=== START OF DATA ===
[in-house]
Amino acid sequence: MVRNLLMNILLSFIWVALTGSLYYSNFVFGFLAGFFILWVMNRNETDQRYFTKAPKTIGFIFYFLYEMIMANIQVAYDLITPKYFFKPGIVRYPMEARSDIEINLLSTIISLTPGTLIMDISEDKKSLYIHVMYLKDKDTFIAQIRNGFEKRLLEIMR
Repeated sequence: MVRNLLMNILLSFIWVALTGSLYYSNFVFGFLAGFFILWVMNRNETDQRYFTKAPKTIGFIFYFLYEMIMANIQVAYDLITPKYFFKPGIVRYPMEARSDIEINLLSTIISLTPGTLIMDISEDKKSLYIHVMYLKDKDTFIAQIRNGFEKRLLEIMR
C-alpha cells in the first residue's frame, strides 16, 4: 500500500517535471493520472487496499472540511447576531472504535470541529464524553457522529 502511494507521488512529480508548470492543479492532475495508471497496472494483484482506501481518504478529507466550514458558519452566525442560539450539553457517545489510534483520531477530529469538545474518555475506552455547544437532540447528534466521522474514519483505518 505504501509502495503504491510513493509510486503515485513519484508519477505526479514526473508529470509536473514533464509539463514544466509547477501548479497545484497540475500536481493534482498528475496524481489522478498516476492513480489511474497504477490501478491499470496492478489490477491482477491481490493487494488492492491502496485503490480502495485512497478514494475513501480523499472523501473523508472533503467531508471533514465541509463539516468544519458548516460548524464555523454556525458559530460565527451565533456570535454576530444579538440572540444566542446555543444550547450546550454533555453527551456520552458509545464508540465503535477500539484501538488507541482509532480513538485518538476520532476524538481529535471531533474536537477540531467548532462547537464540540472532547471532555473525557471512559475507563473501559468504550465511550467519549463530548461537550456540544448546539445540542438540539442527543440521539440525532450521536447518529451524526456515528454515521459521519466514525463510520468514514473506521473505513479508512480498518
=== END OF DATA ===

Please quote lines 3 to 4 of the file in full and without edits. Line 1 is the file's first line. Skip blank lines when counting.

Repeated sequence: MVRNLLMNILLSFIWVALTGSLYYSNFVFGFLAGFFILWVMNRNETDQRYFTKAPKTIGFIFYFLYEMIMANIQVAYDLITPKYFFKPGIVRYPMEARSDIEINLLSTIISLTPGTLIMDISEDKKSLYIHVMYLKDKDTFIAQIRNGFEKRLLEIMR
C-alpha cells in the first residue's frame, strides 16, 4: 500500500517535471493520472487496499472540511447576531472504535470541529464524553457522529 502511494507521488512529480508548470492543479492532475495508471497496472494483484482506501481518504478529507466550514458558519452566525442560539450539553457517545489510534483520531477530529469538545474518555475506552455547544437532540447528534466521522474514519483505518 505504501509502495503504491510513493509510486503515485513519484508519477505526479514526473508529470509536473514533464509539463514544466509547477501548479497545484497540475500536481493534482498528475496524481489522478498516476492513480489511474497504477490501478491499470496492478489490477491482477491481490493487494488492492491502496485503490480502495485512497478514494475513501480523499472523501473523508472533503467531508471533514465541509463539516468544519458548516460548524464555523454556525458559530460565527451565533456570535454576530444579538440572540444566542446555543444550547450546550454533555453527551456520552458509545464508540465503535477500539484501538488507541482509532480513538485518538476520532476524538481529535471531533474536537477540531467548532462547537464540540472532547471532555473525557471512559475507563473501559468504550465511550467519549463530548461537550456540544448546539445540542438540539442527543440521539440525532450521536447518529451524526456515528454515521459521519466514525463510520468514514473506521473505513479508512480498518